Sculpture by Beth Stichter ‘The Four Humors’
Sanguine : Too much blood - Passionate, Bold,impulsive
Melancholic :Too much black bile - Depressed, anxious, moody Choleric : Too much yellow bile - Irritable, hostile, bitter
Phlegmatic : Too much phlegm - Passive, introverted, rational
The Four Humors is a body of work spanning 2009-2010 which examines the history of scientifically categorizing human behavior, specifically the particular theory of understanding human psychology invented by the Ancient Greeks.
“Essentially, this theory held that the human body was filled with four basic substances, called four humors, which are in balance when a person is healthy. All diseases and disabilities resulted from an excess or deficit of one of these four humors. The four humors were identified as black bile, yellow bile, phlegm, and blood.
When a patient was suffering from a surplus or imbalance of one fluid, then his or her personality and physical health would be affected.”
In Greek, whose color lexicon did not stabilize for many centuries, the words most commonly used for blue are glaukos and kyaneos. The latter probably referred originally to a mineral or a metal; it has a foreign root and its meaning often shifted. During the Homeric period it denoted both the bright blue of the iris and the black of funeral garments, but never the blue of the sky or sea. An analysis of Homer’s poetry shows that out of sixty adjectives describing elements and landscapes in the Iliad and Odyssey, only three are color terms, while those evoking light effects are quite numerous. During the classical era, kyaneos meant a dark color: deep blue, violet, brown, and black. In fact, it evokes more the “feeling” of the color than its actual hue. The term glaukos, which existed in the Archaic period and was much used by Homer, can refer to gray, blue, and sometimes even yellow or brown. Rather than denoting a particular color, it expresses the idea of a color’s feebleness or weak concentration. For this reason it is used to describe the color of water, eyes, leaves, or honey.
Suzanne Harris-Brandts did a residency with DAAR (Decolonizing Architecture Art Residency), an art and architecture collective and a residency programme based in Beit Sahour, Palestine. DAAR’s work combines discourse, spatial intervention, education, collective learning, public meetings and legal challenges. DAAR’s practice is centred on one of the most difficult dilemmas of political practice: how to act both propositionally and critically within an environment in which the political force field is so dramatically distorted. It proposes the subversion, reuse, profanation and recycling of the existing infrastructure of a colonial occupation.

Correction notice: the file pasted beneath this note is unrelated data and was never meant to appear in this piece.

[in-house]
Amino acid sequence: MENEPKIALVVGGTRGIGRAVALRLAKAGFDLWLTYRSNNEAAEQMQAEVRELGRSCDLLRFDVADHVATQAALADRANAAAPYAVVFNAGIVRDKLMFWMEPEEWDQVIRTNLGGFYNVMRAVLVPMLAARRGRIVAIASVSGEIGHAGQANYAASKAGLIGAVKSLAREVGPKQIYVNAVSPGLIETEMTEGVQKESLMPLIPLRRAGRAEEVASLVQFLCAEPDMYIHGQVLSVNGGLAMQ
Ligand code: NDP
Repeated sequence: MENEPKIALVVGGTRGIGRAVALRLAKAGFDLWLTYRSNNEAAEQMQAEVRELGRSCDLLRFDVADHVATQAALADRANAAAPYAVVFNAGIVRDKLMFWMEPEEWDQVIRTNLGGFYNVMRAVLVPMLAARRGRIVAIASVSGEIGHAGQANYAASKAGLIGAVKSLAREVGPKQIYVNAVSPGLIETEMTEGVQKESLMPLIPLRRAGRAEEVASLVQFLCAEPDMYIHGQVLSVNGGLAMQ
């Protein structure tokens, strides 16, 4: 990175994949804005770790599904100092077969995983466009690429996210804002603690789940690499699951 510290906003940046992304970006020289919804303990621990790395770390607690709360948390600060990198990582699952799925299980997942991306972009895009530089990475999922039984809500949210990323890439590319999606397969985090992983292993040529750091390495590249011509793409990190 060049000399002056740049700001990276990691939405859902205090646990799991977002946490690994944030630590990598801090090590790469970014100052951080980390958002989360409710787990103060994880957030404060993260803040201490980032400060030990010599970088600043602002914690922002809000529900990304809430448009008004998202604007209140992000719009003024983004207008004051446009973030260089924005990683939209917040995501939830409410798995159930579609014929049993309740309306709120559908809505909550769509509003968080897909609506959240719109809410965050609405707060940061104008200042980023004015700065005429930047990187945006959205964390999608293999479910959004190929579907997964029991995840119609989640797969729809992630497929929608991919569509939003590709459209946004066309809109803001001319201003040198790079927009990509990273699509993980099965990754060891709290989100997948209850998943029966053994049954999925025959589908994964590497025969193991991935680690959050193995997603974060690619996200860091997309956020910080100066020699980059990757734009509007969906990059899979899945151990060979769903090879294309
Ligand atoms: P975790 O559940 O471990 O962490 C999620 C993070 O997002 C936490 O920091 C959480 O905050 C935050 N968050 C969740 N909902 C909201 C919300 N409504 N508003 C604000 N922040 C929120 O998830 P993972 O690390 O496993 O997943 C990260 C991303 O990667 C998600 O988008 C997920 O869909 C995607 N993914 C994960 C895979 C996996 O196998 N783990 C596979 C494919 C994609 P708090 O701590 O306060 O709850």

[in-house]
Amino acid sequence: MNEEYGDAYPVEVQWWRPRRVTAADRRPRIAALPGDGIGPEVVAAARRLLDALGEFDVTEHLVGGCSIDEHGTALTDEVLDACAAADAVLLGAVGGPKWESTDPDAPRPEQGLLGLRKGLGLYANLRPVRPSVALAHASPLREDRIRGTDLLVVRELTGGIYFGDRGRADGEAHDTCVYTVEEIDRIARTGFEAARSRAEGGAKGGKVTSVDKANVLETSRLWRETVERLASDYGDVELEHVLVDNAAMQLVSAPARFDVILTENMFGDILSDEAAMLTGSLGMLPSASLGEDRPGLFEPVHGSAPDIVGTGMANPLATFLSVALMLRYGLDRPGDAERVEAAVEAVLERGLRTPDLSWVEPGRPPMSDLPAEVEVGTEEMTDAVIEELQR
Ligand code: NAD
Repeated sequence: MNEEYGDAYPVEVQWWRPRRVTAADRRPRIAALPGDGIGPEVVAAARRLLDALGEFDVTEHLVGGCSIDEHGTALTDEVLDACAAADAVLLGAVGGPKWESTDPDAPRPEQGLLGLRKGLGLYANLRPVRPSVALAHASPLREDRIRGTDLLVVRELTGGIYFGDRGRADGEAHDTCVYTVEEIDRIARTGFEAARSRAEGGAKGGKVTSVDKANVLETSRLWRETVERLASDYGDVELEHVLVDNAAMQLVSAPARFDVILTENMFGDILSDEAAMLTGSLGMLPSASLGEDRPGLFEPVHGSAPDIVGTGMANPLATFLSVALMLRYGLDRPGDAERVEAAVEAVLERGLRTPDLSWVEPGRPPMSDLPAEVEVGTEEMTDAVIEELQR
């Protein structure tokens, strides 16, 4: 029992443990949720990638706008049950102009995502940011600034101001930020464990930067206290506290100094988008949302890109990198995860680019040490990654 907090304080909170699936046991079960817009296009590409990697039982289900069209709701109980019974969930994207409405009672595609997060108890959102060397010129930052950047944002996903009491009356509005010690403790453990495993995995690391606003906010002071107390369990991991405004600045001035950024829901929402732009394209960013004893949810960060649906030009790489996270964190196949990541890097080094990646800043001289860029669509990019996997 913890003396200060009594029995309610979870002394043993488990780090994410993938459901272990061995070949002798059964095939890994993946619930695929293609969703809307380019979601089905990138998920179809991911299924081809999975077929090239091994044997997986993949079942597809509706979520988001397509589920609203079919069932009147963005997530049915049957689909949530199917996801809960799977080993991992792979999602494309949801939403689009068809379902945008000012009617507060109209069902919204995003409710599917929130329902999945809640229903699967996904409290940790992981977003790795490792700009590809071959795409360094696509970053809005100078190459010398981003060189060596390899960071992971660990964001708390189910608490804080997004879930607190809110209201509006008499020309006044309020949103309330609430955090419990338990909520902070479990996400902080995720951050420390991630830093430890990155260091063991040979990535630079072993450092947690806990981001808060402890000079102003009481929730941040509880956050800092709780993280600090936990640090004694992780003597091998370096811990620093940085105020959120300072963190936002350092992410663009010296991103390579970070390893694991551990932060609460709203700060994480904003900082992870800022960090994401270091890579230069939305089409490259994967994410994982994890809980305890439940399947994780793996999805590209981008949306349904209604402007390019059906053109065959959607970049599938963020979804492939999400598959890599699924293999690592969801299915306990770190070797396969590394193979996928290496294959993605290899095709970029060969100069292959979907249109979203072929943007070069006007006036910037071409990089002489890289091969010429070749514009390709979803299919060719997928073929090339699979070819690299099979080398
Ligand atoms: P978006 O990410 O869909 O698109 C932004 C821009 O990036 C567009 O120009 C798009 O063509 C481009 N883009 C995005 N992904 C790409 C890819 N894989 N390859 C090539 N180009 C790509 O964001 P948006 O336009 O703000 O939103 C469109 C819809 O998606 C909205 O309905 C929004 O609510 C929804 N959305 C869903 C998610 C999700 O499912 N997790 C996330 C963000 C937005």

An excerpt from her thesis and some of her work can be seen from this article : Considering the Political Agency of Residual Landscapes in the West Bank.
Her closing arguments for alternative Design Tactics:
*see full article for full development of research and idea
In the Occupied Palestinian Territories, Israeli ‘closed military areas’ confine vast amounts of prime agricultural and grazing land -over 40% of the total West Bank- away from Palestinian use. The tactical design of Extraterritorial Appropriation therefore, seeks to introduce another layer of meaning and function to these highly restricted closed areas through the exploitation of their residual and neglected spaces.
Extraterritorially planted wildflowers turn large swaths of previously unusable lands into honey bee feeding grounds, which in turn re-activate Palestinian apiaries and contribute to the stimulation of the local Palestinian economy. By using ‘cultivation capsules’ as a proxy form of agricultural planting and honey bees as proxy agents for their cultivation, trespassing restrictions are obviated. Such planting resists military destruction by enlisting Israel’s own environmental protection laws (issued by the ‘Israeli Nature Reserves Authority’ and the ‘Israeli Society for the Protection of Nature’) which prohibit the uprooting of native protected plant species.
The proposed process of apiary re-invigoration moves beyond its role, contributing to economic stimulation and social cohesion to re-enforce the biodiversity of this scarred military landscape and symbolically reinstate a Palestinian claim to lands which have been unilaterally-seized as a result of the occupation. The simultaneous blooming of thousands of wildflowers in the West Bank’s derelict closed military zones is further intended to produce a rapidly legible visual register, rendering visible the spatial contours of Israel’s occupation and broadcasting the underlying confining conditions of Palestinian land access and use hidden within.
*It’s very ambitious of me to try to post something like this on tumblr when it’s best left to the professional bloggers, but it’s inspiring and this is where I put my inspiration.
I have never blogged before. I never really felt like I had anything to say, until today. Today I feel completely slighted by the anti transgender policies of Google and I just had to vent. Being born male bodied, I was forced to conform as male for the first part of my life. Both professionally…
Once again, “your stable identity is our profit margin” costs lives.